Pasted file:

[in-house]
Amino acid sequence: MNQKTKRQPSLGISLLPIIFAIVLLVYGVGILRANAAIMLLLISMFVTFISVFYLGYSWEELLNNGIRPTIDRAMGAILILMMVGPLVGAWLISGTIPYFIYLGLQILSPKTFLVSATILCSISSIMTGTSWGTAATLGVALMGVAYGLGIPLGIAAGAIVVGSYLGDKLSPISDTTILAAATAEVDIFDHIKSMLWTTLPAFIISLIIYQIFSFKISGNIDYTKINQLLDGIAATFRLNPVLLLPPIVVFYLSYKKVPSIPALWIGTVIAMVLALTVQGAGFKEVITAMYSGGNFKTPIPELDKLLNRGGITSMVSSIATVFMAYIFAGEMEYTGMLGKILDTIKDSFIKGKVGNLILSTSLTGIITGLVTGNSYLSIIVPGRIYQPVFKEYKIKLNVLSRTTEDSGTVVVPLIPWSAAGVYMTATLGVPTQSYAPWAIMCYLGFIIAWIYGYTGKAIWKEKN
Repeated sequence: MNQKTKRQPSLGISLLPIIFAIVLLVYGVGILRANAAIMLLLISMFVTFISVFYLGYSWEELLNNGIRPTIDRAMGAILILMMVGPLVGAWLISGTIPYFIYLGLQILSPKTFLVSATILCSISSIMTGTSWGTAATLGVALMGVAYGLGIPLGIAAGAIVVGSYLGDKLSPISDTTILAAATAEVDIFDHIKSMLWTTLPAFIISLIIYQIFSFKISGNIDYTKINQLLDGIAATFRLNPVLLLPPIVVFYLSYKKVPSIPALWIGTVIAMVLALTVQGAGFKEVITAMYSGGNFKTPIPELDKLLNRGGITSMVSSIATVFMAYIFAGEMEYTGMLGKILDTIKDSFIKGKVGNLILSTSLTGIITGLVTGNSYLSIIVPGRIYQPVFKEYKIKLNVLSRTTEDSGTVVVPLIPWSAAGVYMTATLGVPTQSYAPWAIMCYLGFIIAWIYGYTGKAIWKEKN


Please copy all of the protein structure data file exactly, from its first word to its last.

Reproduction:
[in-house]
Amino acid sequence: MNQKTKRQPSLGISLLPIIFAIVLLVYGVGILRANAAIMLLLISMFVTFISVFYLGYSWEELLNNGIRPTIDRAMGAILILMMVGPLVGAWLISGTIPYFIYLGLQILSPKTFLVSATILCSISSIMTGTSWGTAATLGVALMGVAYGLGIPLGIAAGAIVVGSYLGDKLSPISDTTILAAATAEVDIFDHIKSMLWTTLPAFIISLIIYQIFSFKISGNIDYTKINQLLDGIAATFRLNPVLLLPPIVVFYLSYKKVPSIPALWIGTVIAMVLALTVQGAGFKEVITAMYSGGNFKTPIPELDKLLNRGGITSMVSSIATVFMAYIFAGEMEYTGMLGKILDTIKDSFIKGKVGNLILSTSLTGIITGLVTGNSYLSIIVPGRIYQPVFKEYKIKLNVLSRTTEDSGTVVVPLIPWSAAGVYMTATLGVPTQSYAPWAIMCYLGFIIAWIYGYTGKAIWKEKN
Repeated sequence: MNQKTKRQPSLGISLLPIIFAIVLLVYGVGILRANAAIMLLLISMFVTFISVFYLGYSWEELLNNGIRPTIDRAMGAILILMMVGPLVGAWLISGTIPYFIYLGLQILSPKTFLVSATILCSISSIMTGTSWGTAATLGVALMGVAYGLGIPLGIAAGAIVVGSYLGDKLSPISDTTILAAATAEVDIFDHIKSMLWTTLPAFIISLIIYQIFSFKISGNIDYTKINQLLDGIAATFRLNPVLLLPPIVVFYLSYKKVPSIPALWIGTVIAMVLALTVQGAGFKEVITAMYSGGNFKTPIPELDKLLNRGGITSMVSSIATVFMAYIFAGEMEYTGMLGKILDTIKDSFIKGKVGNLILSTSLTGIITGLVTGNSYLSIIVPGRIYQPVFKEYKIKLNVLSRTTEDSGTVVVPLIPWSAAGVYMTATLGVPTQSYAPWAIMCYLGFIIAWIYGYTGKAIWKEKN